Karma Law Script Four

Karma Law Script Four

Karma Law Script Four

Continued from script 3

But there are some thinkers who carry this idea of retributive Karma to such an extreme. There are those who hold that every instance of physical pain,disease, deformity, poverty, ill fortune, etc., that we see among people, is the inevitable result of some moral wrong or crimecommitted by that person in some past life. Therefore every instance of poverty, want or physical suffering is the justresult of some moral offense.

Some of the extremists have gone so far as to hesitate at relieving poverty, physical pain and suffering in others, lest by so doing they might possibly be “interfering with Karma”—as if any great Law could be “interfered with.” While we, generally, have refrained from insisting upon our personal preference of interpretation in this work, we cannot refrain from so doing in this instance. We consider that such an interpretation of the Law of Karma is forced and unnatural, and results from the seeming natural tendency of the human mind to build up devils for itself—and hells of one kind or another.

Robbed of their devil, many people would attribute to their God certain devilish qualities, in order that they may not be robbed of the satisfaction of smugly thinking of the “just punishment” of others. And, if they have also discarded the idea of a Personal God, their demand for a devil causes them to attribute certain devilish qualities to Natural Law. They are bound to find their devil somewhere—the primitive demand for the Vengeful Spirit must manifest itself in one form or another.

These people confound the action of cause and effect on the material and physical plane, with cause and effect on the spiritual plane, whereas all true occultists teach that the cause operating on one plane manifests effects upon the same plane.
In this connection, we would call your attention to the instance in the New Testament (John IX., 2), in which Jesus was asked regarding the cause of the affliction of the man who was BORN BLIND. “And his disciples asked him, saying, ‘Master, who did sin, this man, or his parents, that he was born blind?'” The question being asked in order that Jesus might determine between the two prevailing theories: (1) That the blindness was caused according to the operation of the law of Moses, which held that the sins of the parents were visited on the children unto the third and fourth generation; or (2) that it was caused according to the Law of Karma, along the lines of reincarnation, and because of some sin which the man had committed in some past incarnation (for no other interpretation of the passage is possible, and it shows the prevalence of the idea of Reincarnation among the people of that time).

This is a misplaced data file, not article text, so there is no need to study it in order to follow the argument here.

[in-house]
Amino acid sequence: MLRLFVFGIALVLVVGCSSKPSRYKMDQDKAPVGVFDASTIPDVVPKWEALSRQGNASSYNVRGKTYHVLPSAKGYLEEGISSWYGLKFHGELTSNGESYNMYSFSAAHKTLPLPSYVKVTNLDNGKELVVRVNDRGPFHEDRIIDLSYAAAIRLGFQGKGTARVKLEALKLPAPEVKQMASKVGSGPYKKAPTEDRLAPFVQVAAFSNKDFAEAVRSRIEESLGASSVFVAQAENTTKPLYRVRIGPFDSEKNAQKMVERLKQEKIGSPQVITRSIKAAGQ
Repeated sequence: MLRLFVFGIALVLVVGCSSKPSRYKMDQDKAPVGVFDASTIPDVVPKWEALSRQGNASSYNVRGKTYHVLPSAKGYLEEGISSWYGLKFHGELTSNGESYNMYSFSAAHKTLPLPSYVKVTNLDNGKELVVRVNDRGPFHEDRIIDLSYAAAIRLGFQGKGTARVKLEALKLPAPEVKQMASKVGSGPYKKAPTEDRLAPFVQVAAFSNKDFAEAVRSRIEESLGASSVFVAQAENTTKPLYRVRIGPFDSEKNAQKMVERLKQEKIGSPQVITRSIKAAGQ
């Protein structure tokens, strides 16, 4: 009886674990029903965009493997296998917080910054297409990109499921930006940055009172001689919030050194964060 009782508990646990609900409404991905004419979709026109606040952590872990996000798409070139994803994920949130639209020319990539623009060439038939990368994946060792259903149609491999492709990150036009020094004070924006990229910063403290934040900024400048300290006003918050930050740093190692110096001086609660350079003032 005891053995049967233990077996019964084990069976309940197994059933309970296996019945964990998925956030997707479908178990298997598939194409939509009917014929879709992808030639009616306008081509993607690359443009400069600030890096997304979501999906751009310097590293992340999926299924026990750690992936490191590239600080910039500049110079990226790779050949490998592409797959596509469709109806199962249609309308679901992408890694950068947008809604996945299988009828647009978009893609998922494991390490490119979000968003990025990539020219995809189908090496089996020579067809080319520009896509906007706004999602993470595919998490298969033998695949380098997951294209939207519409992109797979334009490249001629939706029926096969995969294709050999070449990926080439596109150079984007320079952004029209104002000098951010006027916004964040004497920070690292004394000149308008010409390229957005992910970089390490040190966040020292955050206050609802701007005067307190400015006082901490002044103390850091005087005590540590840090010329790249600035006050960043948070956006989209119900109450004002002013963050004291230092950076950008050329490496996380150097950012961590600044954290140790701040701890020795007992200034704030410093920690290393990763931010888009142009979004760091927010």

But Jesus promptly brushed away these two crude, primitive conceptions and interpretations, and in the light of his superior spiritual knowledge answered: “Neither hath this man sinned, nor his parents; but that the works of God should be manifest in him,” the explanation of the term “the works of God” being that Jesus meant thereby the operation of the Laws of Nature imposed by God—something above punishment for “sins,” and which operated according to invariable physical laws and which affected the just and the unjust alike, just as do any natural laws.

It is now known that many infants are rendered blind by negligence of certain precautions at birth—this may have been a case of that kind. We consider any attempt to attribute physical infirmities to “sin” unconnected with the physical trouble to be a reversion to primitive theological dogmas, and smacking strongly of the “devil idea” of theology, of which we have spoken. And Poverty results from economic conditions, and not as punishment for “Sin.” Nor is Wealth the reward of Virtue—far from it.

But before leaving this phase of the subject we would like to say that many careful thinkers have been able to discern certain spiritual benefits that have arisen from physical suffering, or poverty, and that the sufferers often manifest a high degree of spiritual development and growth, seemingly by reason of their pain.
Not only this, but the divine faculties of pity, help, and true sympathy, are brought out in others, by reason thereof.
We think that this view of the matter is far more along the lines of true spirituality than that of want and diseaseas “the punishment of sins committed in past lives.”
Even the human idea of Justice revolts at this kind of “punishment,” and, in fact, the highest human justice and human law eliminates the idea of “punishment” altogether, so far as reprisal or revenge is concerned, the penalty being regarded merely as a deterrent of others, and a warning to the criminal against further infractions of the law, and as a reformatory agent—this at least is the theory of Human Law—no matter how imperfectly it works out in practice—and we cannot think of Divine Law being less just and equitable, less merciful and loving.

The “eye for eye, tooth for tooth” conception of human justice has been out-lived by the race in its evolution.Karma Law Script Four

After considering the above mentioned extreme ideas of “punishments,” through the Law of Karma, we ask you to consider the following lines written by a writer having great insight, and published in a leading magazine several years ago.
The idea of “The Kindergarten of God” therein expressed, we think, is far nearer in accordance with the highest Occult Teachings, than the other idea of “Divine Wrath” and punishment for sin, along the lines of a misinterpretation of the Law of Karma, worthy of the worshipers of some ancient Devil-God.
Read this little quotation carefully, and then determine which of the two views seems to fit in better with your highest spiritual conceptions:Read More

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